Issue 72, Spring 2023

The 2023 Short Story Award is now closed!

Watch for the announcement of our winners coming soon.

Editor’s note

A.E. Decker
A.E. Decker

Hello, readers!

It’s spring again, and fish are on the wing again—

Whoops. I’ll start again. I have fish on the brain right now. You’ll understand why after reading this issue of The Bethlehem Writers Roundtable. It’s a real treat for you this time, because over the winter, we members of the BWG have put our collective minds together to write a group story. Group writing is one of the most fun and interesting challenges available to authors; a real lesson about creativity, about give and take. We think we’ve created a real whale of a story here! So, enjoy the first part of our collaborative tale, A Fish Out of Water. Part two will be available in our fall issue.

Watery humor aside, we also confront some serious subjects in this issue. First up is celebrity interviewee Carla Damron who spoke to us about her latest novel, The Orchid Tattoo. Ms. Damron is a social worker whose advocacy for the oppressed influences her work. The Orchid Tattoo is a mature mystery dealing with the cruel reality of trafficking. Then, for this issue’s Literary Learnings, the BWG’s own Carol L. Wright tackles the subject of rewriting classic literature to reflect contemporary mores.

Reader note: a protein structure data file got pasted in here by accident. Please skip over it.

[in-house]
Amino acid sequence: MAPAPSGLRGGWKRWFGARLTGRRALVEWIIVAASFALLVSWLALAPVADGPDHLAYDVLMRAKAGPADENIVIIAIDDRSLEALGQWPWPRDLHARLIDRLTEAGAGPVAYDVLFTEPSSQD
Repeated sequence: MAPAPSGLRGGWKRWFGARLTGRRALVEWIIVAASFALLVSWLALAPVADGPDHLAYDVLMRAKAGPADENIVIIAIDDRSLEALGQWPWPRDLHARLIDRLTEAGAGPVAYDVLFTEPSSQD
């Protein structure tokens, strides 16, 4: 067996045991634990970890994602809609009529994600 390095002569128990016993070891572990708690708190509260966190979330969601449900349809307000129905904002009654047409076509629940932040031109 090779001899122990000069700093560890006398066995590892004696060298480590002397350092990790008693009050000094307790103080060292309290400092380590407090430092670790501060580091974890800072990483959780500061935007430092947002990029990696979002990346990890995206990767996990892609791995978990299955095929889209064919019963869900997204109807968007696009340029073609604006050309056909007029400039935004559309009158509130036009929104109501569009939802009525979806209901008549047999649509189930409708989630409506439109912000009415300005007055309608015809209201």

All this, plus you get to learn some facts about octopuses, the coolest critters in the sea!

Couldn’t hold off the sea humor long, could I?

We’ll be back in the summer with an issue featuring work by authors across the country. It’s always a deep pleasure to discover new writers, so I hope you’re looking forward to reading their work as much as I am to publishing it. Until that time, sit back and enjoy A Fish Out of Water. Happy reading!

Featured story

A Fish Out of Water by BWG

I am not an octopus. Octopuses have eight arms, and I have ten—a decapus, one could say. And as everyone knows—all the sensible folk who live beneath the ocean’s waves, that is—my two extra arms give me the power of prophecy.

At the moment the whole mess began, however, the only thing I could foresee was that it was going to be a very long while before I enjoyed my dinner.

Read more . . .

Also in this issue

Interview with author Carla Damron

Part 2 of the group story by Carol L. Wright

Part 3 of the group story by Ralph Hieb

Part 4 of the group story by Dianna Sinovic

Part 5 of the group story by Diane Sismour

Part 6 of the group story by Christopher D. Ochs

Part 7 of the group story by A.E. Decker

Literary Learnings by Carol L. Wright

Betty’s Tips and Mixed-Up Words

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